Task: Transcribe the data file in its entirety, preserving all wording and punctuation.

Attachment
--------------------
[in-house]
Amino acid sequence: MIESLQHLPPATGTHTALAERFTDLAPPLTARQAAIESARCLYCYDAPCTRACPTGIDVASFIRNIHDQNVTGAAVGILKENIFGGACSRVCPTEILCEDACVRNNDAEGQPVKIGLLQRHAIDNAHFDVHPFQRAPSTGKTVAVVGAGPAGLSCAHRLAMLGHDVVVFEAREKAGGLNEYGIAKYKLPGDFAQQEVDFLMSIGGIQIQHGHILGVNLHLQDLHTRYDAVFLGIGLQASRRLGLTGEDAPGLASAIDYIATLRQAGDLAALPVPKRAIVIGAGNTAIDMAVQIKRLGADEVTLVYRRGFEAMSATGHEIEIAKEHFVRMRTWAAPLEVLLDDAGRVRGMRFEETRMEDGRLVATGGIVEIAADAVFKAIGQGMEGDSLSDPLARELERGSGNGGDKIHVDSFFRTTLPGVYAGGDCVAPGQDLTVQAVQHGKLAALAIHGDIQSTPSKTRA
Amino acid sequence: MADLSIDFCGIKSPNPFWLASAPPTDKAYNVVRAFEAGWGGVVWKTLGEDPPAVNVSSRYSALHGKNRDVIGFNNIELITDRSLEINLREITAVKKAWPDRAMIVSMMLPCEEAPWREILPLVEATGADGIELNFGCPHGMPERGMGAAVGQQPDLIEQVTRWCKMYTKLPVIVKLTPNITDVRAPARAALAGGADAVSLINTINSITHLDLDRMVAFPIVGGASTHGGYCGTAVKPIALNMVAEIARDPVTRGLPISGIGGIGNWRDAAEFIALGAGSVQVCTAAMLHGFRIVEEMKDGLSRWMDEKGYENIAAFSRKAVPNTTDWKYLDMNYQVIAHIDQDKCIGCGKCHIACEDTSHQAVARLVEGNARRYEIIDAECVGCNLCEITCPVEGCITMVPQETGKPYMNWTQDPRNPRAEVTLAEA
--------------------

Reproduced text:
[in-house]
Amino acid sequence: MIESLQHLPPATGTHTALAERFTDLAPPLTARQAAIESARCLYCYDAPCTRACPTGIDVASFIRNIHDQNVTGAAVGILKENIFGGACSRVCPTEILCEDACVRNNDAEGQPVKIGLLQRHAIDNAHFDVHPFQRAPSTGKTVAVVGAGPAGLSCAHRLAMLGHDVVVFEAREKAGGLNEYGIAKYKLPGDFAQQEVDFLMSIGGIQIQHGHILGVNLHLQDLHTRYDAVFLGIGLQASRRLGLTGEDAPGLASAIDYIATLRQAGDLAALPVPKRAIVIGAGNTAIDMAVQIKRLGADEVTLVYRRGFEAMSATGHEIEIAKEHFVRMRTWAAPLEVLLDDAGRVRGMRFEETRMEDGRLVATGGIVEIAADAVFKAIGQGMEGDSLSDPLARELERGSGNGGDKIHVDSFFRTTLPGVYAGGDCVAPGQDLTVQAVQHGKLAALAIHGDIQSTPSKTRA
Amino acid sequence: MADLSIDFCGIKSPNPFWLASAPPTDKAYNVVRAFEAGWGGVVWKTLGEDPPAVNVSSRYSALHGKNRDVIGFNNIELITDRSLEINLREITAVKKAWPDRAMIVSMMLPCEEAPWREILPLVEATGADGIELNFGCPHGMPERGMGAAVGQQPDLIEQVTRWCKMYTKLPVIVKLTPNITDVRAPARAALAGGADAVSLINTINSITHLDLDRMVAFPIVGGASTHGGYCGTAVKPIALNMVAEIARDPVTRGLPISGIGGIGNWRDAAEFIALGAGSVQVCTAAMLHGFRIVEEMKDGLSRWMDEKGYENIAAFSRKAVPNTTDWKYLDMNYQVIAHIDQDKCIGCGKCHIACEDTSHQAVARLVEGNARRYEIIDAECVGCNLCEITCPVEGCITMVPQETGKPYMNWTQDPRNPRAEVTLAEA